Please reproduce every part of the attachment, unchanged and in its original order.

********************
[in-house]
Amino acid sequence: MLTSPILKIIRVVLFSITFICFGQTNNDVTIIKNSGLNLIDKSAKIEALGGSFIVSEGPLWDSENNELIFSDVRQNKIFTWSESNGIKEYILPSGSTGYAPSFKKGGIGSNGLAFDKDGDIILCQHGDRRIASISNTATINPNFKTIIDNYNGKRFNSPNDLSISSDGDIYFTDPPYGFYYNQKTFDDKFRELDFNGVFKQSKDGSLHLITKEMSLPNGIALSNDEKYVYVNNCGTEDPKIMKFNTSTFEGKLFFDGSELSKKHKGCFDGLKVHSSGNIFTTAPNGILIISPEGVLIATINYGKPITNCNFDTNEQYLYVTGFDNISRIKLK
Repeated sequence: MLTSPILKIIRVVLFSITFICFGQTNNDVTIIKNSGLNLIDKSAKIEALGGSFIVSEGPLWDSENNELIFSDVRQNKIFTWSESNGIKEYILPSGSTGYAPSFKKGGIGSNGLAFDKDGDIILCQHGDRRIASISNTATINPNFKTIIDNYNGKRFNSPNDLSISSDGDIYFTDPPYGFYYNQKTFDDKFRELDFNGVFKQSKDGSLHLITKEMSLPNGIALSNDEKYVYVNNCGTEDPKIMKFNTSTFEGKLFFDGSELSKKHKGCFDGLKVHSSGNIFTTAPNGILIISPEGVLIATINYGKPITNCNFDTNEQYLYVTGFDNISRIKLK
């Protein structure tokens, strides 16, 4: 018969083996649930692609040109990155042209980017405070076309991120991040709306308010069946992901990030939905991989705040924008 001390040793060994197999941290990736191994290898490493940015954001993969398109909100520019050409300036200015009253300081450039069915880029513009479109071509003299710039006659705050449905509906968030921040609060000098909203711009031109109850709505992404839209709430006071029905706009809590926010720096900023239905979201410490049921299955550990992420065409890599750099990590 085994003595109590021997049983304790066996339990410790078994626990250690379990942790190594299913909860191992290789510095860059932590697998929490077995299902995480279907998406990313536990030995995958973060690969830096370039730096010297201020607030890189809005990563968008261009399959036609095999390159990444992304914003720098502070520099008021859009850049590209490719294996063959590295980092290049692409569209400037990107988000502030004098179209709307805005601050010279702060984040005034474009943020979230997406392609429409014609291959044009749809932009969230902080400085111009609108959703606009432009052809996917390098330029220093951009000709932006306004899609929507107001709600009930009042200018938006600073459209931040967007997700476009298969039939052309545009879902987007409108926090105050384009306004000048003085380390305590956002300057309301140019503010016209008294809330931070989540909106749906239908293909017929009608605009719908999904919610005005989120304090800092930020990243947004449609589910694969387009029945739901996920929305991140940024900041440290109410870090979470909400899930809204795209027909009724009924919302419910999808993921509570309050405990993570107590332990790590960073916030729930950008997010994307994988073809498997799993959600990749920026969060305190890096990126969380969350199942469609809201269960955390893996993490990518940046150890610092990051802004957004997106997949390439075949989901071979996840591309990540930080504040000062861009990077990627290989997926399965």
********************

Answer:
[in-house]
Amino acid sequence: MLTSPILKIIRVVLFSITFICFGQTNNDVTIIKNSGLNLIDKSAKIEALGGSFIVSEGPLWDSENNELIFSDVRQNKIFTWSESNGIKEYILPSGSTGYAPSFKKGGIGSNGLAFDKDGDIILCQHGDRRIASISNTATINPNFKTIIDNYNGKRFNSPNDLSISSDGDIYFTDPPYGFYYNQKTFDDKFRELDFNGVFKQSKDGSLHLITKEMSLPNGIALSNDEKYVYVNNCGTEDPKIMKFNTSTFEGKLFFDGSELSKKHKGCFDGLKVHSSGNIFTTAPNGILIISPEGVLIATINYGKPITNCNFDTNEQYLYVTGFDNISRIKLK
Repeated sequence: MLTSPILKIIRVVLFSITFICFGQTNNDVTIIKNSGLNLIDKSAKIEALGGSFIVSEGPLWDSENNELIFSDVRQNKIFTWSESNGIKEYILPSGSTGYAPSFKKGGIGSNGLAFDKDGDIILCQHGDRRIASISNTATINPNFKTIIDNYNGKRFNSPNDLSISSDGDIYFTDPPYGFYYNQKTFDDKFRELDFNGVFKQSKDGSLHLITKEMSLPNGIALSNDEKYVYVNNCGTEDPKIMKFNTSTFEGKLFFDGSELSKKHKGCFDGLKVHSSGNIFTTAPNGILIISPEGVLIATINYGKPITNCNFDTNEQYLYVTGFDNISRIKLK
């Protein structure tokens, strides 16, 4: 018969083996649930692609040109990155042209980017405070076309991120991040709306308010069946992901990030939905991989705040924008 001390040793060994197999941290990736191994290898490493940015954001993969398109909100520019050409300036200015009253300081450039069915880029513009479109071509003299710039006659705050449905509906968030921040609060000098909203711009031109109850709505992404839209709430006071029905706009809590926010720096900023239905979201410490049921299955550990992420065409890599750099990590 085994003595109590021997049983304790066996339990410790078994626990250690379990942790190594299913909860191992290789510095860059932590697998929490077995299902995480279907998406990313536990030995995958973060690969830096370039730096010297201020607030890189809005990563968008261009399959036609095999390159990444992304914003720098502070520099008021859009850049590209490719294996063959590295980092290049692409569209400037990107988000502030004098179209709307805005601050010279702060984040005034474009943020979230997406392609429409014609291959044009749809932009969230902080400085111009609108959703606009432009052809996917390098330029220093951009000709932006306004899609929507107001709600009930009042200018938006600073459209931040967007997700476009298969039939052309545009879902987007409108926090105050384009306004000048003085380390305590956002300057309301140019503010016209008294809330931070989540909106749906239908293909017929009608605009719908999904919610005005989120304090800092930020990243947004449609589910694969387009029945739901996920929305991140940024900041440290109410870090979470909400899930809204795209027909009724009924919302419910999808993921509570309050405990993570107590332990790590960073916030729930950008997010994307994988073809498997799993959600990749920026969060305190890096990126969380969350199942469609809201269960955390893996993490990518940046150890610092990051802004957004997106997949390439075949989901071979996840591309990540930080504040000062861009990077990627290989997926399965």